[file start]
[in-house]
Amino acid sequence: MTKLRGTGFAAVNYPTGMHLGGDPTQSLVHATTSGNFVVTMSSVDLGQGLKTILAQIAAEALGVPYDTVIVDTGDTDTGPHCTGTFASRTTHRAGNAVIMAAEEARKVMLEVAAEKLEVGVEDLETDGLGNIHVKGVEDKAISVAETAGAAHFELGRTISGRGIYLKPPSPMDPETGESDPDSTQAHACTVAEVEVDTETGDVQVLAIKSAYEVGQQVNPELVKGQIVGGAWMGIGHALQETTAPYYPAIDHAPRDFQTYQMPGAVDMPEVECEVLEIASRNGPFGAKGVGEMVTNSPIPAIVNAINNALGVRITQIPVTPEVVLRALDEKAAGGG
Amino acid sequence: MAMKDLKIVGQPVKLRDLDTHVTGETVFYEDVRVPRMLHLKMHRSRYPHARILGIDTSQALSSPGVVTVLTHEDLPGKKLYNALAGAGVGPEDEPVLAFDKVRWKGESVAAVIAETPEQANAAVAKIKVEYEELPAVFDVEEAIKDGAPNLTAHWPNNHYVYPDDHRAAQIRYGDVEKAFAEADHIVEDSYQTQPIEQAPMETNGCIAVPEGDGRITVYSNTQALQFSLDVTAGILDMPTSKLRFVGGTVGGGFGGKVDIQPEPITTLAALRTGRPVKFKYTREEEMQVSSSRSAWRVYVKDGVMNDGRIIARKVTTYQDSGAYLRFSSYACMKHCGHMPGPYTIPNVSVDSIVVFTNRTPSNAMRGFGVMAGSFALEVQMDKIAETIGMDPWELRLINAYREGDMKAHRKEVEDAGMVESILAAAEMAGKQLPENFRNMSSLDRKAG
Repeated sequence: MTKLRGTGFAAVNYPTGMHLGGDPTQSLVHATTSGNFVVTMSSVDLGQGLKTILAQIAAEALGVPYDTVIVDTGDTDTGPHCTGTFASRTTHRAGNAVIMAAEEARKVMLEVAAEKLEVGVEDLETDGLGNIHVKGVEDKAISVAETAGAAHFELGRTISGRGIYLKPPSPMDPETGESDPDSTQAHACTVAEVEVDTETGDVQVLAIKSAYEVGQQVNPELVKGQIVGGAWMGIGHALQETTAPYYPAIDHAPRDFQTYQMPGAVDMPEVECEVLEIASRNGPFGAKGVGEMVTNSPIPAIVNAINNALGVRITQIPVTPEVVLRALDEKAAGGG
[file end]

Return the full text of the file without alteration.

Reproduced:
[in-house]
Amino acid sequence: MTKLRGTGFAAVNYPTGMHLGGDPTQSLVHATTSGNFVVTMSSVDLGQGLKTILAQIAAEALGVPYDTVIVDTGDTDTGPHCTGTFASRTTHRAGNAVIMAAEEARKVMLEVAAEKLEVGVEDLETDGLGNIHVKGVEDKAISVAETAGAAHFELGRTISGRGIYLKPPSPMDPETGESDPDSTQAHACTVAEVEVDTETGDVQVLAIKSAYEVGQQVNPELVKGQIVGGAWMGIGHALQETTAPYYPAIDHAPRDFQTYQMPGAVDMPEVECEVLEIASRNGPFGAKGVGEMVTNSPIPAIVNAINNALGVRITQIPVTPEVVLRALDEKAAGGG
Amino acid sequence: MAMKDLKIVGQPVKLRDLDTHVTGETVFYEDVRVPRMLHLKMHRSRYPHARILGIDTSQALSSPGVVTVLTHEDLPGKKLYNALAGAGVGPEDEPVLAFDKVRWKGESVAAVIAETPEQANAAVAKIKVEYEELPAVFDVEEAIKDGAPNLTAHWPNNHYVYPDDHRAAQIRYGDVEKAFAEADHIVEDSYQTQPIEQAPMETNGCIAVPEGDGRITVYSNTQALQFSLDVTAGILDMPTSKLRFVGGTVGGGFGGKVDIQPEPITTLAALRTGRPVKFKYTREEEMQVSSSRSAWRVYVKDGVMNDGRIIARKVTTYQDSGAYLRFSSYACMKHCGHMPGPYTIPNVSVDSIVVFTNRTPSNAMRGFGVMAGSFALEVQMDKIAETIGMDPWELRLINAYREGDMKAHRKEVEDAGMVESILAAAEMAGKQLPENFRNMSSLDRKAG
Repeated sequence: MTKLRGTGFAAVNYPTGMHLGGDPTQSLVHATTSGNFVVTMSSVDLGQGLKTILAQIAAEALGVPYDTVIVDTGDTDTGPHCTGTFASRTTHRAGNAVIMAAEEARKVMLEVAAEKLEVGVEDLETDGLGNIHVKGVEDKAISVAETAGAAHFELGRTISGRGIYLKPPSPMDPETGESDPDSTQAHACTVAEVEVDTETGDVQVLAIKSAYEVGQQVNPELVKGQIVGGAWMGIGHALQETTAPYYPAIDHAPRDFQTYQMPGAVDMPEVECEVLEIASRNGPFGAKGVGEMVTNSPIPAIVNAINNALGVRITQIPVTPEVVLRALDEKAAGGG